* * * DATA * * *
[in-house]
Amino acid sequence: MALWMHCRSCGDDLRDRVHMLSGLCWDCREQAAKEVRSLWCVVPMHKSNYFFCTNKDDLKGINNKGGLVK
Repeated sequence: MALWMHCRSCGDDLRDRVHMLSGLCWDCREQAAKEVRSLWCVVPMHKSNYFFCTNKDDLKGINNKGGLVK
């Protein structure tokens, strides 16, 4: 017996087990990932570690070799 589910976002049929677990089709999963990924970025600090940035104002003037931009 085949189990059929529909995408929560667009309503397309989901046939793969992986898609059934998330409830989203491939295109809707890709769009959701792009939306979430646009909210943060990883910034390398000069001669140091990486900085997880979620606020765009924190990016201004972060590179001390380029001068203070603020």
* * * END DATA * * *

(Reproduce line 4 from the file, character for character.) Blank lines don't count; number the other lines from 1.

């Protein structure tokens, strides 16, 4: 017996087990990932570690070799 589910976002049929677990089709999963990924970025600090940035104002003037931009 085949189990059929529909995408929560667009309503397309989901046939793969992986898609059934998330409830989203491939295109809707890709769009959701792009939306979430646009909210943060990883910034390398000069001669140091990486900085997880979620606020765009924190990016201004972060590179001390380029001068203070603020």